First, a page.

Joe Rosenthal's chance picture of the second raising of the Stars and Stripes on Iwo Jima has given him legendary status, albeit unwanted in his humble opinion. Joe has died, along with John Bradley, one of the six men in the picture. Three of them later died on Iwo Jima; John and two other survived. Taken back to the states to help raise war bond money, these men accompanied the photo as they spoke to audiences around the country.
I think John is the one who hated doing it. He went on to work as an undertaker at a funeral home in Antigo, Wisconsin. A fellow who works at his 'establishment' commented on the movie and John today on the Nikon photo forum I frequent:
I just got back from seeing Flags of our Fathers. Its really amazing how powerful an image can become. The right picture at the right time can become an unstopable force.
Its a little strange seeing this book made into a movie. It was a little strange all the attention little old Antigo WI got when the book came out, and seeing John Bradley depicted on screen in the theature located one block from the funeral home he ran until his death in 1994... Just a little bit weird.
John never would have wanted that book written, much less a movie made about it. Two of his sons, Tom and Steve run the funeral home now. The original building was tore down ten or eleven years ago, and a new one built on the other side of town. I've worked for them for awhile now, doing memorial videos and a few other things around the funeral home. (they dont pay enough, LOL!) They have this little statue of the flag raising in an alcove off the main hallway. A couple of times people stopped in to get their picture taken by the statue. We would just kind of roll our eyes after they left.
But anyway, getting back to the subject at hand. I think the movie did a good job of showing how powerful an image can be. And how missunderstood.
And from Wikipedia:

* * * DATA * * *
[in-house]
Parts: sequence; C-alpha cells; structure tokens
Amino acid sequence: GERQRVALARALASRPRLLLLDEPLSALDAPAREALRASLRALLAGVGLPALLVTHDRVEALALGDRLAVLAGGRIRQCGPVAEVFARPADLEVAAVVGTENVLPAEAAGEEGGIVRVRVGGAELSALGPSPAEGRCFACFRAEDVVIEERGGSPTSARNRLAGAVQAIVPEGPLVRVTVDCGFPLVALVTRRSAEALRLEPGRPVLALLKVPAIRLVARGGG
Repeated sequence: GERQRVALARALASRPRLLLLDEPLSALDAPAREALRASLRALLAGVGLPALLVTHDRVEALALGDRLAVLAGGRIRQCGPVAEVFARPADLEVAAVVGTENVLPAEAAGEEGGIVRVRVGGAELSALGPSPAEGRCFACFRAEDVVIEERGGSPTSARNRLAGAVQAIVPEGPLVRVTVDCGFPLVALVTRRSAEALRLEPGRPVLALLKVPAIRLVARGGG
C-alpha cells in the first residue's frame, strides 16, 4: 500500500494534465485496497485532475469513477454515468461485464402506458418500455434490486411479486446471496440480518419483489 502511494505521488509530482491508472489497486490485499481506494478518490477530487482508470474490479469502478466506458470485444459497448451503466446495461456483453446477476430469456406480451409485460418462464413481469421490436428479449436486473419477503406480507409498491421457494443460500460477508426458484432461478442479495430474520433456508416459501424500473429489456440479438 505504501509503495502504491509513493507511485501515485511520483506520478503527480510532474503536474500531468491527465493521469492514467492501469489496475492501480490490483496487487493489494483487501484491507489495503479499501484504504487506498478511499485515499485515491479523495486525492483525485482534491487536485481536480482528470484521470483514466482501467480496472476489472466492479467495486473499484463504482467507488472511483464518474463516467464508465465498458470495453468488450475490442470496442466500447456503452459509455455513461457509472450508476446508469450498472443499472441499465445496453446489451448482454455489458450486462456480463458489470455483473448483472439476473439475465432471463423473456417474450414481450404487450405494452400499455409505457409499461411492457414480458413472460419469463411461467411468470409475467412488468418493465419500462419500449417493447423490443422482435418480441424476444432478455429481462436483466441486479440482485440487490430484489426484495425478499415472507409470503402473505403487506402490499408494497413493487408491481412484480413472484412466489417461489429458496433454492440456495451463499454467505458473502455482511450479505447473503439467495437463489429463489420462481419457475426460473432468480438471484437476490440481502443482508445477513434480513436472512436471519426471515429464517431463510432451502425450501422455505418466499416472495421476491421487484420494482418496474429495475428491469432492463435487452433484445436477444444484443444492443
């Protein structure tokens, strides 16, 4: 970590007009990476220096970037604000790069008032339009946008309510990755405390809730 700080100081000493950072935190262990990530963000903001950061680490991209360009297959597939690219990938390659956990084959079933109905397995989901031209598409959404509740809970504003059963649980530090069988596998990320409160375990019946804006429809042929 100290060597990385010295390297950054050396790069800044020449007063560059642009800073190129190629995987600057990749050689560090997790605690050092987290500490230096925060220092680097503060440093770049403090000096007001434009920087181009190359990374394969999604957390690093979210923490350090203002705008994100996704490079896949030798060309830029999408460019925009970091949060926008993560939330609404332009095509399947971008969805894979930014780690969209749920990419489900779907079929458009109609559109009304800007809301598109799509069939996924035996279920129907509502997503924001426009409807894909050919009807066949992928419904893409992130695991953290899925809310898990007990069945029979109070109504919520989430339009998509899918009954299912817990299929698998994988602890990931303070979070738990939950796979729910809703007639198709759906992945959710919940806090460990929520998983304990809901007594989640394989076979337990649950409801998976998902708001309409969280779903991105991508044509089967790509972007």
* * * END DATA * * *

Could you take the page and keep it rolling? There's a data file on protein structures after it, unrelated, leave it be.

Following his appearances at the last bond tour, John Bradley married his childhood sweetheart Betty Van Gorp, settled down in Antigo, and had eight children. He fulfilled his life-long dream by buying and managing his own funeral parlor, but was tormented by memories of the war; Betty says he wept in his sleep for several years and kept a large knife in a dresser drawer for "protection".
Memorial plaque placed by his family on the spot of the flag raisingHis son James Bradley (who wrote a book about the flag-raisers in 2000 titled Flags of Our Fathers) speculated that his father's determined silence and discomfort on the subject of his role in the Battle of Iwo Jima was largely due to memories of John's best friend, Ralph "Iggy" Ignatowski. Ignatowski was captured, dragged into a tunnel by Japanese soldiers during the battle, and was later found with his eyes, ears, and fingernails removed, his teeth smashed, the back of his head caved in, multiple bayonet wounds to the abdomen, and his severed genitalia stuffed into his mouth. Bradley's recollections of discovering and taking care of Ignatowski's remains haunted him until his death.
Ordinary men doing the extaordinary with fear, trembling and an understanding that they might die in battle. It was a time lie face down in the sand, praying to God for mercy.